Naomi Novik’s stunning series of novels follow the adventures of Captain William Laurence and his fighting dragon, Temeraire, as they are thrown together to fight for Britain during the turbulent time of the Napoleonic Wars.As Napoleon´s tenacious infantry rampages across Europe and his armada lies in wait for Nelson´s smaller fleet, the war does not rage on land and water alone. Squadrons of aviators swarm the skies - a deadly shield for the cumbersome canon-firing vessels. Raining fire and acid upon their enemies, they engage in a swift, violent combat with flying tooth and claw...for these aviators ride dragons.Captain Laurence is a satisfied man with a respectable commission aboard the ship Reliant. His career is born from a love for the sea, and he takes his duty very seriously.Months before the battle of Trafalgar, on patrol in the Atlantic, the Reliant takes a small French frigate, storm damaged and possessing a fierce crew unwilling to surrender as easily as they should. On board Laurence finds a dragon egg - a great prize, as England is in sore need.Having spent months on a slow journey from Asia, the egg hatches. A sinewy newborn emerges from the fragmented shell, ignores his harness bearer, approaches Laurence and changes his life.Hatchling dragons must be put in a harness immediately, otherwise the dragon young become hard to control - fit only for the breeding colonies. The person chosen to first harness the beast must be an aviator, for the dragon will accept no other captain. The life of an aviator is not a desirable one; reviled by fashionable society, they live hard, lonely lives bound to duty, and they frequently die young. Laurence must now join them; duty demands it, though his heart is broken.But, more astonishing than the dragonet - named Temeraire by Laurence - are the documents found with him, documents addressed to Napoleon from the greatest, most skilled dragon breeders in the wor 1. Language: English. Narrator: Simon Vance. Audio sample: http://samples.audible.de/bk/hcuk/004304/bk_hcuk_004304_sample.mp3. Digital audiobook in aax.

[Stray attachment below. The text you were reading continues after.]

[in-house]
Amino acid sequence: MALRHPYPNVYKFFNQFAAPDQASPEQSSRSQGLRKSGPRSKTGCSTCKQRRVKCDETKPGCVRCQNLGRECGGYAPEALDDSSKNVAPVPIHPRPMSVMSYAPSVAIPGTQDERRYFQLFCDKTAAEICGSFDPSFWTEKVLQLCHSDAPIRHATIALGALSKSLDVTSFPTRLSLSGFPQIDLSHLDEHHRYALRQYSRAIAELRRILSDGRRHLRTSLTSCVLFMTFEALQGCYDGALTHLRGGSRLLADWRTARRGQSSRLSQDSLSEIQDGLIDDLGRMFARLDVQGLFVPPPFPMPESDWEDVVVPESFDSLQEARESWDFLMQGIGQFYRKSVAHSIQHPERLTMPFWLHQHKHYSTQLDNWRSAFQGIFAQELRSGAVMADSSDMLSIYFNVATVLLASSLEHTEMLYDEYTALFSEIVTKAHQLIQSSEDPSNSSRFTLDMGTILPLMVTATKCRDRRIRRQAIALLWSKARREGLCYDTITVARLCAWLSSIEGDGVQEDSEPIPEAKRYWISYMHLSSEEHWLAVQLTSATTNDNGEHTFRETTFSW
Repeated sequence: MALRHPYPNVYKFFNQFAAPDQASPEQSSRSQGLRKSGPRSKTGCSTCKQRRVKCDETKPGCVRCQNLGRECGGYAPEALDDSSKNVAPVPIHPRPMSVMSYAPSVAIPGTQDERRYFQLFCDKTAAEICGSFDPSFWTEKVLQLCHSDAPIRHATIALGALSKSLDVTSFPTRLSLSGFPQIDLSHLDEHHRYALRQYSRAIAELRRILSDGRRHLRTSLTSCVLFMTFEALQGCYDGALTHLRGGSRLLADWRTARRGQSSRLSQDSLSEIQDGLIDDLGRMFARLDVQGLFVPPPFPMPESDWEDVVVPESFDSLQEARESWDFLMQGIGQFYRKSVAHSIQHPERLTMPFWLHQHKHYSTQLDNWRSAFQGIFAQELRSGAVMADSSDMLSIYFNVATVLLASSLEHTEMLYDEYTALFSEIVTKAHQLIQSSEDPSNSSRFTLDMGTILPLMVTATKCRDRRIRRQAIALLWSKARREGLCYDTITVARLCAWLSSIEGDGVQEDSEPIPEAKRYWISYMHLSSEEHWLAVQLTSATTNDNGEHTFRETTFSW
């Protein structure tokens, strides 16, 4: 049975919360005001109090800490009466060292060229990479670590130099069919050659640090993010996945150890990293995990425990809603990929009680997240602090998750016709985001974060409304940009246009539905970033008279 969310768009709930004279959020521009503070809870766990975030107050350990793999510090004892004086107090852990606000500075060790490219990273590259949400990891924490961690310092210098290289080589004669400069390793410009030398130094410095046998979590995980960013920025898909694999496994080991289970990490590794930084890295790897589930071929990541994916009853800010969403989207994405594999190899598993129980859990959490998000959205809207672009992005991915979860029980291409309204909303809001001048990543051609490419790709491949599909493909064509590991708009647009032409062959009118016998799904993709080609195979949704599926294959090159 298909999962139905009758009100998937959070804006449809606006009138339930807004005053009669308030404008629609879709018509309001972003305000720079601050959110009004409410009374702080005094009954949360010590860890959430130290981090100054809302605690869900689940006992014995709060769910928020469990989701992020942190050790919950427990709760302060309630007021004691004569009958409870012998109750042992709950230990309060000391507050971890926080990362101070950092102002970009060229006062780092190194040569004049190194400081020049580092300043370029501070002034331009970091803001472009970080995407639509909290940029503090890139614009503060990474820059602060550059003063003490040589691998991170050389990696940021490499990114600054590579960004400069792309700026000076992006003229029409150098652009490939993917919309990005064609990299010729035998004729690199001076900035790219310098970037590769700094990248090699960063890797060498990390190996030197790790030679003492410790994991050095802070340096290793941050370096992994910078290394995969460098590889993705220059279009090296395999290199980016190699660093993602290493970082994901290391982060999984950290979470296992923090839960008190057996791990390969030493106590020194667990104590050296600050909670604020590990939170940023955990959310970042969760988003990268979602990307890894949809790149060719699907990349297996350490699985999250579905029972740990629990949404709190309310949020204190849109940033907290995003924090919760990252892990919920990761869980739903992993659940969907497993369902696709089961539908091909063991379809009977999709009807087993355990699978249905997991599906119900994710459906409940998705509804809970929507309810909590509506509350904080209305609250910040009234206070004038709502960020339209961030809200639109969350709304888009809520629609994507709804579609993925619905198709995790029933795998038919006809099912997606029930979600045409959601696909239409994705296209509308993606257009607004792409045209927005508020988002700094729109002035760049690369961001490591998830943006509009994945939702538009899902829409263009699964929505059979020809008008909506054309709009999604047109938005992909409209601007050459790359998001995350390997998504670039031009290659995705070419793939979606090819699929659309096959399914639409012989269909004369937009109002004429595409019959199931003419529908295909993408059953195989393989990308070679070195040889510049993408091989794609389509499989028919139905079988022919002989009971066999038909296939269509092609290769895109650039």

In 1966, at the ripe age of 22, Richard Goldstein approached The Village Voice with a novel idea. ´´I want to be a rock critic,´´ he said. ´´What´s that?´´ the editor replied. It was a logical question, since rock criticism didn´t yet exist. In the weekly column he would produce for the Voice, Goldstein became the first person to write regularly in a major publication about the music that changed our lives. He believed deeply in the power of rock, and, long before it was acceptable, he championed the idea that this music was a serious art form. From his unique position in journalism, he saw the full arc of events that shaped culture and politics in the 1960s - and participated in them, too. He toured with Janis Joplin, spent a day at the Grateful Dead house in San Francisco, and dropped acid with Brian Wilson and the Beach Boys. He was present for Martin Luther King´s ´´I Have a Dream´´ speech, the student uprising at Columbia, and the riots at the 1968 Democratic Convention. He was challenged to a boxing match by Norman Mailer and took Susan Sontag to her first disco. Goldstein developed close relationships with several rock legends - Janis Joplin and Jim Morrison, to name two - and their early deaths came as wrenching shocks, fueling his disillusionment as he watched the music he loved rapidly evolve from a communal rite to a vast industry - and the sense of hope for radical social upheaval fade away. Another Little Piece of My Heart is the intimate memoir of the writer as a young man with profound ambition. It is also a sweeping personal account of a decade that no one else could provide - a deeply moving, unparalleled document of rock and revolution in America. 1. Language: English. Narrator: Tom Stechschulte. Audio sample: http://samples.audible.de/bk/adbl/021267/bk_adbl_021267_sample.mp3. Digital audiobook in aax.